Science Held Hostage: How Pharma is Using mRNA Vaccine Contracts With Government to Delay Future Innovation

Clinical trials that are crucial to future pandemic prevention and current responses to SARS CoV-2 are being delayed by pharmaceutical companies. These companies are able to use government contracts specifying when, where and how current vaccines owned by goverments can be used to delay and defer access to these vaccines for research. Current SARS CoV-2 vaccines are a vital part of research for next-generation products such as nasal vaccines and pan-coronavirus vaccines. Next generation candidates need to be tested in animals who have been vaccinated with presently available vaccines to evaluated safety and effectiveness in the context of prior immunization. However, for over two years, the terms of government contracts with industry have had the inadvertent effect of delaying sometimes effectively blocking access to these products for research purposes.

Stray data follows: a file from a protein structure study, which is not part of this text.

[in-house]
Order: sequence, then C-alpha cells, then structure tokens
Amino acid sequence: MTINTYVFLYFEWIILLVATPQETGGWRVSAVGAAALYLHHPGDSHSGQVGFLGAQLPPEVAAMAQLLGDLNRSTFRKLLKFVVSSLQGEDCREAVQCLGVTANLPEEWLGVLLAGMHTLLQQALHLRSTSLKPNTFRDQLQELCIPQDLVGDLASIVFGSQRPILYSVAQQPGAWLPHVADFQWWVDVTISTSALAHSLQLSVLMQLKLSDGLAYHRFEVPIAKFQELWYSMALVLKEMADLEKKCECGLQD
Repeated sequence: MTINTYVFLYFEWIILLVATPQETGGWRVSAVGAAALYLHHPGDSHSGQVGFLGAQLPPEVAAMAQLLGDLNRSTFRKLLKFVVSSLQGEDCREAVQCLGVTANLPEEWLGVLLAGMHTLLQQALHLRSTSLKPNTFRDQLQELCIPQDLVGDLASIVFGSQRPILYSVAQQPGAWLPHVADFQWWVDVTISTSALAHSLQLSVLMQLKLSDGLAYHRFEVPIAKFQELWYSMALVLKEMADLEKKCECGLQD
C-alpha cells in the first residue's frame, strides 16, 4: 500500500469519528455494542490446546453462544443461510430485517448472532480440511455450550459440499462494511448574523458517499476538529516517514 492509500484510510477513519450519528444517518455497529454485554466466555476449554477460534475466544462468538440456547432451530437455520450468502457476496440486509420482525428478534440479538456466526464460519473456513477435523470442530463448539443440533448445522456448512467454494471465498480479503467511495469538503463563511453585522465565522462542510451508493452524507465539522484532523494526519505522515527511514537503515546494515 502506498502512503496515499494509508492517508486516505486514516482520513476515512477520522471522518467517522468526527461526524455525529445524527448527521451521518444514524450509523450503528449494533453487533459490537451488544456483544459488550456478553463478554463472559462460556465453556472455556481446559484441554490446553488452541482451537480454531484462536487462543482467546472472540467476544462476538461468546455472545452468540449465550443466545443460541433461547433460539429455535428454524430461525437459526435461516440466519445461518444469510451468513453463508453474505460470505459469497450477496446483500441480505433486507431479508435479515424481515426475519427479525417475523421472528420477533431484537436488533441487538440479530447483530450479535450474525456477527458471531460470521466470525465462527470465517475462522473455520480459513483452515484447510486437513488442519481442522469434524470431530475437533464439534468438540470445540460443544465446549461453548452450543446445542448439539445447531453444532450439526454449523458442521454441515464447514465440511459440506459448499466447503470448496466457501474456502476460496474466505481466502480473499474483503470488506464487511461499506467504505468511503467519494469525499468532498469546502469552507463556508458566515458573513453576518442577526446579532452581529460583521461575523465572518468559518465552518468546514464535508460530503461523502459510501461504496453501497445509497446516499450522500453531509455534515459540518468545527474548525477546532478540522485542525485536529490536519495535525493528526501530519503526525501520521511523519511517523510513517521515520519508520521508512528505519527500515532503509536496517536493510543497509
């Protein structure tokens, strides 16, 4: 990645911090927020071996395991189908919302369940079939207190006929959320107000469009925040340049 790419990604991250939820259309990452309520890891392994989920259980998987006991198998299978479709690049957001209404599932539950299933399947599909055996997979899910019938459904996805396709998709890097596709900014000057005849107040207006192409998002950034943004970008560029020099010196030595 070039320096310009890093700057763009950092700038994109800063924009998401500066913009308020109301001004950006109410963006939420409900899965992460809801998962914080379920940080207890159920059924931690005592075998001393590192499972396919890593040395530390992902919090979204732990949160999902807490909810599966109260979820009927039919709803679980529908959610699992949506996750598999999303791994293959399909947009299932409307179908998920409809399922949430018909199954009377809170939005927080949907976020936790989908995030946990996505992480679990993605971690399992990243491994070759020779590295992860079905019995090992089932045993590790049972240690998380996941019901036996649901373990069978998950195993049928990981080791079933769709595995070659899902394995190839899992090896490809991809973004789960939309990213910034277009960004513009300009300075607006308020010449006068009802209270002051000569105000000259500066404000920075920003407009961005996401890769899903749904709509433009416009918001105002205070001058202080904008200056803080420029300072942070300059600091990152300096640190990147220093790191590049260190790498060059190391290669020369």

Over the course of a six-month research effort, PrEP4All spoke with US government agencies, research groups, private philanthropy and industry to better understand the causes and consequences of this challenge. The crux of the issue is language in government procurement contracts for vaccines that specifies where and how the vaccine owned by the government can be
used. This language does not in any way restrict companies from collaborating with researchers, for example by supplying doses of the vaccine held by the company, according to government sources interviewed for this report. The contractual language in question, drafted in the context of a global health crisis, has had unforeseen consequences in terms of slowing studies and adding costs and logistical burdens to research activities.

This is an eminently solvable issue that must be addressed now—before new crisis.

Read the full report here.